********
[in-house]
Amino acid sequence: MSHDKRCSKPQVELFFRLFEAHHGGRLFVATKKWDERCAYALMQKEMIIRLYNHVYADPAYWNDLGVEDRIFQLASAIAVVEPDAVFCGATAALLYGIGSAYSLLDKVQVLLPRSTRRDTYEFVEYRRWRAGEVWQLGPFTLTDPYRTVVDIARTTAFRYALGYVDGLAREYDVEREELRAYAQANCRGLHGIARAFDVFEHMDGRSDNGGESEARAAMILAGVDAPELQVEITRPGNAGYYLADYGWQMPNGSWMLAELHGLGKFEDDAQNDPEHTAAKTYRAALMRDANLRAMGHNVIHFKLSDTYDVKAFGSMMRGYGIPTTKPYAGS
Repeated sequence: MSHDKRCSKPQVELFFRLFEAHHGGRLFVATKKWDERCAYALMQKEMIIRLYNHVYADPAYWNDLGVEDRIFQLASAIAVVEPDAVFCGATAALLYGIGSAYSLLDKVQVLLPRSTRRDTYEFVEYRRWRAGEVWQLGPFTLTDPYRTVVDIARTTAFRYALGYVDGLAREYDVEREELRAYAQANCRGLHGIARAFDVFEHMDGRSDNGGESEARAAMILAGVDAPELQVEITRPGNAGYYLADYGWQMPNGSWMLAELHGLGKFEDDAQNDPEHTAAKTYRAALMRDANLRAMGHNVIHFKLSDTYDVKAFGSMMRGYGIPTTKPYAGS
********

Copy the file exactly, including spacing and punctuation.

[in-house]
Amino acid sequence: MSHDKRCSKPQVELFFRLFEAHHGGRLFVATKKWDERCAYALMQKEMIIRLYNHVYADPAYWNDLGVEDRIFQLASAIAVVEPDAVFCGATAALLYGIGSAYSLLDKVQVLLPRSTRRDTYEFVEYRRWRAGEVWQLGPFTLTDPYRTVVDIARTTAFRYALGYVDGLAREYDVEREELRAYAQANCRGLHGIARAFDVFEHMDGRSDNGGESEARAAMILAGVDAPELQVEITRPGNAGYYLADYGWQMPNGSWMLAELHGLGKFEDDAQNDPEHTAAKTYRAALMRDANLRAMGHNVIHFKLSDTYDVKAFGSMMRGYGIPTTKPYAGS
Repeated sequence: MSHDKRCSKPQVELFFRLFEAHHGGRLFVATKKWDERCAYALMQKEMIIRLYNHVYADPAYWNDLGVEDRIFQLASAIAVVEPDAVFCGATAALLYGIGSAYSLLDKVQVLLPRSTRRDTYEFVEYRRWRAGEVWQLGPFTLTDPYRTVVDIARTTAFRYALGYVDGLAREYDVEREELRAYAQANCRGLHGIARAFDVFEHMDGRSDNGGESEARAAMILAGVDAPELQVEITRPGNAGYYLADYGWQMPNGSWMLAELHGLGKFEDDAQNDPEHTAAKTYRAALMRDANLRAMGHNVIHFKLSDTYDVKAFGSMMRGYGIPTTKPYAGS